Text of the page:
2004 Rugby League Tri-Nations

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2004 (2004) Tri-Nations  ()
2004 Tri-Nations logo
Number of teams 3
Host country  United Kingdom
Winner  Australia (2nd title)

Matches played 7
Attendance 182,288 (26,041 per match)
Tries scored 47 (6.71 per match)
Top scorer Australia Darren Lockyer[1] (28)
Top try scorer Australia Luke Rooney[1] (6)
 < 1999
2005

The second Rugby League Tri-Nations tournament (known as the Gillette Tri-Nations due to sponsorship[2]) was contested between 16 October and 27 November of 2004. The format of the competition differed from the previous event in that the teams played each other twice, rather than once, prior to the final.

The tournament final of the tournament was predicted by some to be a close affair, with the British team heralded as slight favourites after finishing at the top of the league table. Instead, it was a one-sided match as Australia produced their best performance of the tournament. The game was effectively over by half-time when Australia led by 38-0.

Participating teams[edit]

Each team was to play the other three twice during the round robin tournament. The top two finishing teams would then contest the final.

Team Nickname Coach Captain RLIF Rank
Australia Australia The Kangaroos Wayne Bennett Darren Lockyer 1
New Zealand New Zealand The Kiwis Daniel Anderson Ruben Wiki 2
United Kingdom Great Britain The Lions Brian Noble Andy Farrell 3

Officials[edit]

One referee from each participating nation was appointed to control matches in the Tri-Nations:

Venues[edit]

The games were played at the following venues in New Zealand and England. The tournament final was played in Leeds.

Leeds Auckland London Manchester
Elland Road North Harbour Stadium Loftus Road City of Manchester Stadium
Capacity: 37,890 Capacity: 25,000 Capacity: 18,439 Capacity: 47,726
East Stand at Elland Road prior to the 2010 World Club Challenge.jpg North harbour stadium.JPG Loftus Road 5.jpg City of Manchester Stadium East Stand.jpg
Huddersfield Wigan Hull
Galpharm Stadium JJB Stadium KC Stadium
Capacity: 24,500 Capacity: 25,138 Capacity: 25,400
Galpharm Stadium - geograph.org.uk - 312658.jpg England v France 2013 RLWC (1).jpg KC Stadium before Hull v Burnley.jpg

Results[edit]

Tournament matches[edit]

Saturday, 16 October
New Zealand  16 – 16  Australia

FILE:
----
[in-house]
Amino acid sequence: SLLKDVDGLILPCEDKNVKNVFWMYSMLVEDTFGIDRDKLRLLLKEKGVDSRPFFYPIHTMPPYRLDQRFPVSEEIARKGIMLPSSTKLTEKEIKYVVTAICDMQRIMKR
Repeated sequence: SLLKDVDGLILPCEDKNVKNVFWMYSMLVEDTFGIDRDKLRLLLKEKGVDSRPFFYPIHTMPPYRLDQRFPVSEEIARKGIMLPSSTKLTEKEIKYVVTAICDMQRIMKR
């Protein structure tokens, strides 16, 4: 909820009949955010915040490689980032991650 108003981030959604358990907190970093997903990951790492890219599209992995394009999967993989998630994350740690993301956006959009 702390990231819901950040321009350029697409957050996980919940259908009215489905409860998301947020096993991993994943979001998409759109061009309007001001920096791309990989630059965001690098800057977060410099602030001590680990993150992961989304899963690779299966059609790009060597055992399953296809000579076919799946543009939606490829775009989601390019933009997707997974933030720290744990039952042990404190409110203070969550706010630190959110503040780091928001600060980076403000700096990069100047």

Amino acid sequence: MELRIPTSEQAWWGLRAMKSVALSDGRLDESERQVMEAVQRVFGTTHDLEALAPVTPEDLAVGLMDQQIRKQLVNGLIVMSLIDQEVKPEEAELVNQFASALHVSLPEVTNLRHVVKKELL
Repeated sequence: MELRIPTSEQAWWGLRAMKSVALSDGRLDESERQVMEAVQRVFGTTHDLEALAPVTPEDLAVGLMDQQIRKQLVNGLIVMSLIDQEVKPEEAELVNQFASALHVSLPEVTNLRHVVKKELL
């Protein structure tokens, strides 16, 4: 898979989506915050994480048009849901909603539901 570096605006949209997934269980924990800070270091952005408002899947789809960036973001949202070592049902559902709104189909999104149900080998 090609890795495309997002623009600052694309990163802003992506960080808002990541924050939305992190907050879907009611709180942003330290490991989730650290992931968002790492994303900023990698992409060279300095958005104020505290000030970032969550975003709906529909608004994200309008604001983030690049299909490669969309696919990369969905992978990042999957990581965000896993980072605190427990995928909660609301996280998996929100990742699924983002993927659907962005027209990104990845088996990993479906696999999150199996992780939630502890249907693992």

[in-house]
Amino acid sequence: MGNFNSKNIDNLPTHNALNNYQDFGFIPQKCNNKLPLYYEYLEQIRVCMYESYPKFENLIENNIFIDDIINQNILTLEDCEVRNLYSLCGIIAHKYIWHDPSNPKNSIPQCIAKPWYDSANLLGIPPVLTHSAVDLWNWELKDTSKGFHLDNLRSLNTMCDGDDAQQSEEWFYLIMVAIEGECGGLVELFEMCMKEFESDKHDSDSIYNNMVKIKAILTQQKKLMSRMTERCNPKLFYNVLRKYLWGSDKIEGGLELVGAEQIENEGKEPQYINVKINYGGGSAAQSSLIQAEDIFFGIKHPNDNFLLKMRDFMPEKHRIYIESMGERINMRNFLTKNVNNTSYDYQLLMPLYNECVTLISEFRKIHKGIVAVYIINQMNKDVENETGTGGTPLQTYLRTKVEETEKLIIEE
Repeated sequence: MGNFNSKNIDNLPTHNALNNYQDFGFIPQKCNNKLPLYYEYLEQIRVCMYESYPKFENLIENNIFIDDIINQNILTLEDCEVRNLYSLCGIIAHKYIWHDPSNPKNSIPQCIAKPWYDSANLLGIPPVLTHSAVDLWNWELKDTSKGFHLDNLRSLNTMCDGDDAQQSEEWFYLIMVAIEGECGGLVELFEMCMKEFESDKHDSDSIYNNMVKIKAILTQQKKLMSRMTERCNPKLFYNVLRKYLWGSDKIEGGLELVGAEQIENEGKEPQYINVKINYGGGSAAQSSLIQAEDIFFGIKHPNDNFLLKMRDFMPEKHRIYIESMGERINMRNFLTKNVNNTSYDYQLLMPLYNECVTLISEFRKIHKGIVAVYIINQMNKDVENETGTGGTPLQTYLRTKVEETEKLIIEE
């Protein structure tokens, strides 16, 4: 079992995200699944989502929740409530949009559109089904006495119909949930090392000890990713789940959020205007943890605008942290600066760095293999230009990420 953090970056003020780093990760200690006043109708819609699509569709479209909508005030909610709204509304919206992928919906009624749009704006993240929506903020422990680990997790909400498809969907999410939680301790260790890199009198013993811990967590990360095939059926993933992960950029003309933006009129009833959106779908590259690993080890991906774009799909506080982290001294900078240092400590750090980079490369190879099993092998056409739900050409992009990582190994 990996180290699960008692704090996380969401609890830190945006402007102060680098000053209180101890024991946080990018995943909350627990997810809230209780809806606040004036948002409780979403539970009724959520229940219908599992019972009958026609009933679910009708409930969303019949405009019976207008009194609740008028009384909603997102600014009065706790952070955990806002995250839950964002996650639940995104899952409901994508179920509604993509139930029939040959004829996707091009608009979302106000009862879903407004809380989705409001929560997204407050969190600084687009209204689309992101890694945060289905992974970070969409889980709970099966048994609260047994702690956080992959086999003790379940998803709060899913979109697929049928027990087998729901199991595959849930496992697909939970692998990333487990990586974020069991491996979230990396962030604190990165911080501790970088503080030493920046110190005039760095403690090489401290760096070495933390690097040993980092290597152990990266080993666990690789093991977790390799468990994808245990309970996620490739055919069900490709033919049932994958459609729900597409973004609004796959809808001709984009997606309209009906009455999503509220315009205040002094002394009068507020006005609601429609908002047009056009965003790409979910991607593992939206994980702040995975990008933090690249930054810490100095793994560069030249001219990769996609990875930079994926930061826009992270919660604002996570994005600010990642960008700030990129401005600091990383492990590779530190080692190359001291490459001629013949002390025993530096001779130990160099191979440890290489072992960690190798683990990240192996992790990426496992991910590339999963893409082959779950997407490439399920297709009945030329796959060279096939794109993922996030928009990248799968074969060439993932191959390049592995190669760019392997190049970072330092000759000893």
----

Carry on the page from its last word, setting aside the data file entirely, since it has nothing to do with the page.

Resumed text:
Tries:
Vinnie Anderson
Louis Anderson
Francis Meli
Goals:
Brent Webb 2/3
Report Tries:
Luke Rooney (2)
Anthony Minichiello
Goals:
Darren Lockyer 2/3
North Harbour Stadium, Auckland
Attendance: 19,118[1]
Referee: Russel Smith England


NEW ZEALAND
1. Brent Webb · 2. Francis Meli · 3. Nigel Vagana · 4. Paul Whatuira · 5. Matt Utai · 6. Vinnie Anderson · 7. Thomas Leuluai · 8. Jason Cayless · 9. Louis Anderson · 10. Ruben Wiki (c) · 11. Tony Puletua · 12. Joe Galuvao · 13. Sonny Bill Williams
Interchange: 14. Motu Tony · 15. Roy Asotasi · 16. Nathan Cayless · 17. David Kidwell
Coach: Daniel Anderson

AUSTRALIA
1. Anthony Minichiello · 2. Luke Rooney · 3. Shaun Berrigan · 4. Willie Tonga · 5. Matt Sing · 6. Darren Lockyer (c) · 7. Craig Gower · 8. Shane Webcke · 9. Danny Buderus · 10. Jason Ryles · 11. Willie Mason · 12. Nathan Hindmarsh · 13. Tonie Carroll
Interchange: 14. Craig Wing · 15. Petero Civoniceva · 16. Ben Kennedy · 17. Andrew Ryan
Coach: Wayne Bennett


Saturday, 23 October
Australia  32 – 12  New Zealand
Tries:
Luke Rooney
Darren Lockyer
Willie Tonga
Shaun Berrigan
Petero Civoniceva
Goals:
Craig Fitzgibbon (3/4)
Darren Lockyer (2/2)
Shaun Berrigan (1/1)
Report Tries:
Brent Webb
Lesley Vainikolo
Vinnie Anderson
Goals:
Brent Webb (0/3)
Loftus Road, London
Attendance: 16,725[1]
Referee: Russel Smith England


AUSTRALIA
1. Anthony Minichiello · 2. Luke Rooney · 3. Shaun Berrigan · 4. Willie Tonga · 5. Matt Sing · 6. Darren Lockyer (c) · 7. Craig Gower · 8. Shane Webcke · 9. Danny Buderus · 10. Jason Ryles · 11. Craig Fitzgibbon · 12. Nathan Hindmarsh · 13. Tonie Carroll